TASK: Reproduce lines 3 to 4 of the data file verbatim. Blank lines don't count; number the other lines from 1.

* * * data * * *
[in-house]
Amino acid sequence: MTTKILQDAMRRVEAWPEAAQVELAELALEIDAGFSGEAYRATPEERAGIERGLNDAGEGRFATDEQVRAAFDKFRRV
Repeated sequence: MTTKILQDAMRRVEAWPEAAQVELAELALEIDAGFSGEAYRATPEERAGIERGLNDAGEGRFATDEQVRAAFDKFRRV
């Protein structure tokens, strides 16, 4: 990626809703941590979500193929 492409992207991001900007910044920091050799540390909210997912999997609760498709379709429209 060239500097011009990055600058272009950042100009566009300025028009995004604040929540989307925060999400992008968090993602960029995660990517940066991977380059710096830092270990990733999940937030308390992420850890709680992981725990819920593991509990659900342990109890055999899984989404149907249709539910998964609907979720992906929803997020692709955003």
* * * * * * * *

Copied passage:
Repeated sequence: MTTKILQDAMRRVEAWPEAAQVELAELALEIDAGFSGEAYRATPEERAGIERGLNDAGEGRFATDEQVRAAFDKFRRV
């Protein structure tokens, strides 16, 4: 990626809703941590979500193929 492409992207991001900007910044920091050799540390909210997912999997609760498709379709429209 060239500097011009990055600058272009950042100009566009300025028009995004604040929540989307925060999400992008968090993602960029995660990517940066991977380059710096830092270990990733999940937030308390992420850890709680992981725990819920593991509990659900342990109890055999899984989404149907249709539910998964609907979720992906929803997020692709955003």